I discovered this weekend just gone that the restaurant where The Boy and I got engaged has closed down. It’s the recession. This level of personal grief that makes you raise your shoulders, then let them down emphatically with a hnfnhhmm. How unfair for the owners. How unfair for those seeking top French cuisine in south Suffolk. How unfair for the artists who try and sell work there, and for the camp maitre d’ who was apparently married and we weren’t sure if he was real. It confirmed reluctant suspicions I’d had that a top London French chef could never take a business right through a recession in a one-street town in Suffolk. Crumbs, every other shop was a charity shop there in the nineties. And the quaint downstairs shop, which sold little chocolates and had tea in vast containers with funny names. I’ll miss it. You can’t buy quaint. It is wrong to pastiche, and no craftsman under a certain age can build the fine curved wood and glass windows on these narrow shops today in any case.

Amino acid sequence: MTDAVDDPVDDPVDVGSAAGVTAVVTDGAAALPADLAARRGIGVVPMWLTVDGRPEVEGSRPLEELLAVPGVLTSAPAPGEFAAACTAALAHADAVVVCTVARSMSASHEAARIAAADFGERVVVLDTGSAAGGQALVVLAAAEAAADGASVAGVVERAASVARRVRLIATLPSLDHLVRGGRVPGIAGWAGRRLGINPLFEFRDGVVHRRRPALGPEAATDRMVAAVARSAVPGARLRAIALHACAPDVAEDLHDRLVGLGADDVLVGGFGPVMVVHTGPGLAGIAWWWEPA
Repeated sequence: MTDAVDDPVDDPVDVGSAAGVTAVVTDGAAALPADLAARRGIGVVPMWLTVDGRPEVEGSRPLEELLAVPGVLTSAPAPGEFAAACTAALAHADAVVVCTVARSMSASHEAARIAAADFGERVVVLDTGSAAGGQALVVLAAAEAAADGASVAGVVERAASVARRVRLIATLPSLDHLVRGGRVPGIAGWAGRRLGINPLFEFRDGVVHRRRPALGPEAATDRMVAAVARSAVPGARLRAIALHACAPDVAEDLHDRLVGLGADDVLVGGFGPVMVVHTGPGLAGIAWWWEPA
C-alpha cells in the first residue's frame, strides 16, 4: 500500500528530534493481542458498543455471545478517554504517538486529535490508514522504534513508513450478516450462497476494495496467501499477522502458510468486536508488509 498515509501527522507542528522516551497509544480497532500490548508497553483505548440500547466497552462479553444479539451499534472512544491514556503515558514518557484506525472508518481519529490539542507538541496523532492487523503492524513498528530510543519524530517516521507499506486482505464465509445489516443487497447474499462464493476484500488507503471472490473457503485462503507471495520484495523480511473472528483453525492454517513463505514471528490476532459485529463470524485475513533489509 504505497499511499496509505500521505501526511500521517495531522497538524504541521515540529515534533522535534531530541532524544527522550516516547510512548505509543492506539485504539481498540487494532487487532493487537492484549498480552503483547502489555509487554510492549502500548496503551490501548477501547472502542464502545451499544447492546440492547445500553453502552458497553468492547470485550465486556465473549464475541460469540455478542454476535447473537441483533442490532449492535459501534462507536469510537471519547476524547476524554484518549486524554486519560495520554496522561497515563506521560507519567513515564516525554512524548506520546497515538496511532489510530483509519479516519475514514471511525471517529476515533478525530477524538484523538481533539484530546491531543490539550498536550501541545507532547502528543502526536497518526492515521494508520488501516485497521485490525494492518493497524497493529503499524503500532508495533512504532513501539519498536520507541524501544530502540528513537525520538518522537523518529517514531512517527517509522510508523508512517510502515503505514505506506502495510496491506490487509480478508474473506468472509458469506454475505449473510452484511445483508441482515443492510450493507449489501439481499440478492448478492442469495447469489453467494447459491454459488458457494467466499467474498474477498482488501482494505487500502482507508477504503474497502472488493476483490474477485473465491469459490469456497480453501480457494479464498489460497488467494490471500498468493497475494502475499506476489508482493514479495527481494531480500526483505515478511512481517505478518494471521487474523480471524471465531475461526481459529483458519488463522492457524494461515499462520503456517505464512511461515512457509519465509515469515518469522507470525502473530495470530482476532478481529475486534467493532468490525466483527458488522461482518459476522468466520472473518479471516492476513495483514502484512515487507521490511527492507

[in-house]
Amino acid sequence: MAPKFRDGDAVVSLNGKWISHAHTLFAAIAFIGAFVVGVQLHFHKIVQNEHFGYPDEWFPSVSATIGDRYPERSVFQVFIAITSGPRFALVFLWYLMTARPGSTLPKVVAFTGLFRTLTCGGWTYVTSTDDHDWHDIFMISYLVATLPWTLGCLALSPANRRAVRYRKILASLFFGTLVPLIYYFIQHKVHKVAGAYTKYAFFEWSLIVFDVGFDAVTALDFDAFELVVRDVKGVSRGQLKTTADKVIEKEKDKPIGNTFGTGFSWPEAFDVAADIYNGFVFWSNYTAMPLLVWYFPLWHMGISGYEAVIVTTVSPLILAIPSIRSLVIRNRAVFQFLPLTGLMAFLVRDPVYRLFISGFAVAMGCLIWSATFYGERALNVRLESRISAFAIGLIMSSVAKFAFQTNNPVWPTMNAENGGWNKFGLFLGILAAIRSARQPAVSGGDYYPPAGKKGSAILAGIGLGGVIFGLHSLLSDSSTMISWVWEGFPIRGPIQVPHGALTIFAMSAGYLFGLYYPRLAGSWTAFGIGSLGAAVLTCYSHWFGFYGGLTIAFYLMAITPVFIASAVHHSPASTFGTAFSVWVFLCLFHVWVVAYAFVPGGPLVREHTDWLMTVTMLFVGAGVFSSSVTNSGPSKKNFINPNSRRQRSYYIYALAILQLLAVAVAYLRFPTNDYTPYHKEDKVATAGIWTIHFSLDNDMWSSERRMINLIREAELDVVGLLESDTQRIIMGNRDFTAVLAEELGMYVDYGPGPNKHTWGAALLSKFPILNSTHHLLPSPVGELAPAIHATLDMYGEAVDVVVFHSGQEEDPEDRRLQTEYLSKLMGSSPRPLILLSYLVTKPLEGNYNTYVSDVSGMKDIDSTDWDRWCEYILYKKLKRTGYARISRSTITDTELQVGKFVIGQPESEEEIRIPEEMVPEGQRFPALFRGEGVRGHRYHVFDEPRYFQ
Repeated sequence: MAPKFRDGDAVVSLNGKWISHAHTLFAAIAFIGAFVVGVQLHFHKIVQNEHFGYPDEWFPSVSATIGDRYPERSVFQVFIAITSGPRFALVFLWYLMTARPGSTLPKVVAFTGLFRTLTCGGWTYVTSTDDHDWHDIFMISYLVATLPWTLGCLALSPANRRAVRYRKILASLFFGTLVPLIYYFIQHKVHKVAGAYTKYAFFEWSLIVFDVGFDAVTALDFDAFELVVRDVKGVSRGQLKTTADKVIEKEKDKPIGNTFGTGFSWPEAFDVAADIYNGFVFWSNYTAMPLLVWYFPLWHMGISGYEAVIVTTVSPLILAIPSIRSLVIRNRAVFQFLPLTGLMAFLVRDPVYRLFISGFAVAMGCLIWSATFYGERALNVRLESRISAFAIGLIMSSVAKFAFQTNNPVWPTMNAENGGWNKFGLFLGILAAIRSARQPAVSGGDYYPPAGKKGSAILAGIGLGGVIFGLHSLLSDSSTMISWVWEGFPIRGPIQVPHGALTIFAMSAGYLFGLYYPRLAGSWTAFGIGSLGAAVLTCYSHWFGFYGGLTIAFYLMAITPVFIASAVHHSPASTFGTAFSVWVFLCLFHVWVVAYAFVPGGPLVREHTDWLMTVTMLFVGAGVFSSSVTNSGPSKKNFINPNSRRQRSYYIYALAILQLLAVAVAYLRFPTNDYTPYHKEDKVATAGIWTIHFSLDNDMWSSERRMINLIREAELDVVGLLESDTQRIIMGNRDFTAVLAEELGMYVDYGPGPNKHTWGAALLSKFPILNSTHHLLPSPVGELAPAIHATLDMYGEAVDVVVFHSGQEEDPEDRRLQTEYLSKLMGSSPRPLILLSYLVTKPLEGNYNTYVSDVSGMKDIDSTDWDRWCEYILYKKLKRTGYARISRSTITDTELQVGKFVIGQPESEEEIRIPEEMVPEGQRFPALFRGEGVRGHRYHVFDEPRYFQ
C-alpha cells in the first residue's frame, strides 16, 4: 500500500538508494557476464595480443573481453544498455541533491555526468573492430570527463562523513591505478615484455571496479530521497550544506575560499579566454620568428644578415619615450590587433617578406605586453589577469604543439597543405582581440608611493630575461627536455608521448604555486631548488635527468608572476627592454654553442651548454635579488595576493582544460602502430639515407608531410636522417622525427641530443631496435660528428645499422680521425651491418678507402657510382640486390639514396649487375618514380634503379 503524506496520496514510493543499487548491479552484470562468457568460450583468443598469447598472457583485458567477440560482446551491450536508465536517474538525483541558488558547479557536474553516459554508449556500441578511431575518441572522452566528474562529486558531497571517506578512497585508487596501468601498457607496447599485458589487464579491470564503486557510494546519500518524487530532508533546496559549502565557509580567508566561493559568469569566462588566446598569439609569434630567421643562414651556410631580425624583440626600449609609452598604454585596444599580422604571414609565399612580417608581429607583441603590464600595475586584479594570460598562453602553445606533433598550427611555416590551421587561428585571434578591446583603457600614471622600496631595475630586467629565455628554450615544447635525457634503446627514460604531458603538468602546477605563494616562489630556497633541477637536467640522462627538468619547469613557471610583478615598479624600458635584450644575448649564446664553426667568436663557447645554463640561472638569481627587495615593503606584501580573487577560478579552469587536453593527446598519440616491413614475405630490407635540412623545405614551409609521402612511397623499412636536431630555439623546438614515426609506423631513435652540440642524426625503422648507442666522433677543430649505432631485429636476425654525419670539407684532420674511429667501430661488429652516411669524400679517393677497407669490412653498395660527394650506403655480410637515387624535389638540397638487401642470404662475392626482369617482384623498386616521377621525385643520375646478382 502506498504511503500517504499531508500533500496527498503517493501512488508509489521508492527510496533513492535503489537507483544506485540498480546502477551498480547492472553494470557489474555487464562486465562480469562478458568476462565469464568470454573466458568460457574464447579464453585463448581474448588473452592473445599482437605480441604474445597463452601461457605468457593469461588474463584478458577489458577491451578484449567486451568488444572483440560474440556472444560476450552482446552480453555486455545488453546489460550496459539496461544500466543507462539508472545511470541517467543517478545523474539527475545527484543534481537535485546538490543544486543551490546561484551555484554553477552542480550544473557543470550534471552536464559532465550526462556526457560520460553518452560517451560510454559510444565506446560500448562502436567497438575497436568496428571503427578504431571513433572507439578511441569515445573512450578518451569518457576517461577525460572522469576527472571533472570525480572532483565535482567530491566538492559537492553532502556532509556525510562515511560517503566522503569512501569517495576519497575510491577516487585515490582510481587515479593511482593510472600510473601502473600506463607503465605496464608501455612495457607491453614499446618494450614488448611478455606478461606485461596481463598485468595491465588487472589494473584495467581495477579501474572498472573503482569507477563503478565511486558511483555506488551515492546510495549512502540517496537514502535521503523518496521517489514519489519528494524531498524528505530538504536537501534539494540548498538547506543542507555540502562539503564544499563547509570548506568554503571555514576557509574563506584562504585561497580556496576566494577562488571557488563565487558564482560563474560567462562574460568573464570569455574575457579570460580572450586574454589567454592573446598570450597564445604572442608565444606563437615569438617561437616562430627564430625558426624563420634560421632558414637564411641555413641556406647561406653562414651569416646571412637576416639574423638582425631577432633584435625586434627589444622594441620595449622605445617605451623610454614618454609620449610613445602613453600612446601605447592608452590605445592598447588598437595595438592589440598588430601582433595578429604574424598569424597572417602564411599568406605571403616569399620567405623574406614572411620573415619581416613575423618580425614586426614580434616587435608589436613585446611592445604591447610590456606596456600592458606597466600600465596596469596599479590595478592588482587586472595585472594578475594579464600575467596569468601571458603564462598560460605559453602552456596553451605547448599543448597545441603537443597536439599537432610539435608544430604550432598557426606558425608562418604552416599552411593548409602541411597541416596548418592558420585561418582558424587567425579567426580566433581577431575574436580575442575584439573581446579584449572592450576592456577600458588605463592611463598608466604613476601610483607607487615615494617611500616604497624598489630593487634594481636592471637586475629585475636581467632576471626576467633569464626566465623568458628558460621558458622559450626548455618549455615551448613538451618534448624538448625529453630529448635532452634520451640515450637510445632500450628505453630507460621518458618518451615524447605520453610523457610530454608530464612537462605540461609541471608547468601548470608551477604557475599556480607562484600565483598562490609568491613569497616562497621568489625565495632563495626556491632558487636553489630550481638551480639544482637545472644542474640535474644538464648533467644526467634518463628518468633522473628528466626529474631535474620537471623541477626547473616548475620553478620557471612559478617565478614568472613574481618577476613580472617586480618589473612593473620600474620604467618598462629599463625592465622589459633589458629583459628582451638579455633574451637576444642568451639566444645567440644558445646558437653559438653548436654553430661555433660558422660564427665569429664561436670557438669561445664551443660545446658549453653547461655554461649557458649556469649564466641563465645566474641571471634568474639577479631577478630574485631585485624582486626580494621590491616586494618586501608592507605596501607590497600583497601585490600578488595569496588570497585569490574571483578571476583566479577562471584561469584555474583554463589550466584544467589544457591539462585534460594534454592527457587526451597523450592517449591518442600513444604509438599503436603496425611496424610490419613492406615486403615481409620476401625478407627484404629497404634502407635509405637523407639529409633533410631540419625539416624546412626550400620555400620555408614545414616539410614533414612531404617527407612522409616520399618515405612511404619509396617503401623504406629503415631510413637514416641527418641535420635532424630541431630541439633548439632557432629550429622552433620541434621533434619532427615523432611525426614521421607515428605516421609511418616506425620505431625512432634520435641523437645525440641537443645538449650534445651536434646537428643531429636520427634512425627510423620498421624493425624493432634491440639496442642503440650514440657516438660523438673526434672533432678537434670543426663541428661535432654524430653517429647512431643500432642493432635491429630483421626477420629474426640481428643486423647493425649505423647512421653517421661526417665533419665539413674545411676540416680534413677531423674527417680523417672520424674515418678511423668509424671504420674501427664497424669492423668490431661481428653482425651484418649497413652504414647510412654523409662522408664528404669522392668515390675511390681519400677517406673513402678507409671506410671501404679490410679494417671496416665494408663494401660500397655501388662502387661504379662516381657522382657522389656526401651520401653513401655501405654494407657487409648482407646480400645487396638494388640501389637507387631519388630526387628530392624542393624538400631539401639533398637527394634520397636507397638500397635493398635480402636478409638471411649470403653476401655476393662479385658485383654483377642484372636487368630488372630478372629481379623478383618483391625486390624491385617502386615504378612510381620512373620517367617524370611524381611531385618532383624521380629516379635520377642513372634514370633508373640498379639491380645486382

Well, technically we didn’t get engaged at the restaurant. We walked down to the beach at Felixstowe and The Boy went down on two knees and asked me, with a ring he had made out of silver foil. I still have the ring. I also still have good memories of saying Yes and of asking him to do it again on One Knee somewhere more public. He obviously loves me: he generously obliged and humoured me and as many passing tourists as we could find outside Christchurch Mansion later that week.
This all goes to prove that if something is worth something to you, you keep it. Memories. Little foil rings. Husbands.
Chocolate shops with French restaurants on top?
Apparently the business has been sold. Let’s just hope Felixstowe doesn’t gain another Cafe de Corporate Franchise Grande there, or a National Society for the Prevention of Cruelty to Vegetables clothing shop. None of these raise a smile on the faces of tourists. Or provide loose tea for little old ladies. Or the occasional free bonbon.